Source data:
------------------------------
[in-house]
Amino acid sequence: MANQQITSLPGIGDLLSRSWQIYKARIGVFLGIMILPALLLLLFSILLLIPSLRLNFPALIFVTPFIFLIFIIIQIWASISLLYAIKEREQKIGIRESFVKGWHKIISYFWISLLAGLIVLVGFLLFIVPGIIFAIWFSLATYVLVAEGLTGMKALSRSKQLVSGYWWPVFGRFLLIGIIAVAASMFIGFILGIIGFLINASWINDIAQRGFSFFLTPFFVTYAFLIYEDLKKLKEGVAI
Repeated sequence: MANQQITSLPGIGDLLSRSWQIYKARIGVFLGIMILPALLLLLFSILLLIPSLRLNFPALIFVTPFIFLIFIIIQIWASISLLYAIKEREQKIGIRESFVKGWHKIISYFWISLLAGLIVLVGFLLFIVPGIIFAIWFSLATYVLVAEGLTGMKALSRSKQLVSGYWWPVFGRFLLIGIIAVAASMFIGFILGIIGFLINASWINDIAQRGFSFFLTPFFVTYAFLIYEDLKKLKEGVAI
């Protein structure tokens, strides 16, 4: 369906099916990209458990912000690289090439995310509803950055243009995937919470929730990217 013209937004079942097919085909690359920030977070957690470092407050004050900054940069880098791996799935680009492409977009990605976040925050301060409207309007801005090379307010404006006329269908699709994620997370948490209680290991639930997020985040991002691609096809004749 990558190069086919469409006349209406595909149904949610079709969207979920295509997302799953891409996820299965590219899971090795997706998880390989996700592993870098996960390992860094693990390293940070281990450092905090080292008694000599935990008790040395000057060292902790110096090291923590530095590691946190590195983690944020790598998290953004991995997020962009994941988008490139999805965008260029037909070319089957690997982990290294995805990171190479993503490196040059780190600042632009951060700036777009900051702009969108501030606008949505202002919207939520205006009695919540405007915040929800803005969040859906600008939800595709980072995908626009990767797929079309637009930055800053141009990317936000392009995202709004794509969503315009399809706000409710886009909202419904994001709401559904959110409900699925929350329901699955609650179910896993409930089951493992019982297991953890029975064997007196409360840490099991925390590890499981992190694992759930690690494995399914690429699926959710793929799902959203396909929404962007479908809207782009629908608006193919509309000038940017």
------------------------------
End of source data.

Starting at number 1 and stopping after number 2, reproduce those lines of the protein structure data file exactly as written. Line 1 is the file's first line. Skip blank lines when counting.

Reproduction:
[in-house]
Amino acid sequence: MANQQITSLPGIGDLLSRSWQIYKARIGVFLGIMILPALLLLLFSILLLIPSLRLNFPALIFVTPFIFLIFIIIQIWASISLLYAIKEREQKIGIRESFVKGWHKIISYFWISLLAGLIVLVGFLLFIVPGIIFAIWFSLATYVLVAEGLTGMKALSRSKQLVSGYWWPVFGRFLLIGIIAVAASMFIGFILGIIGFLINASWINDIAQRGFSFFLTPFFVTYAFLIYEDLKKLKEGVAI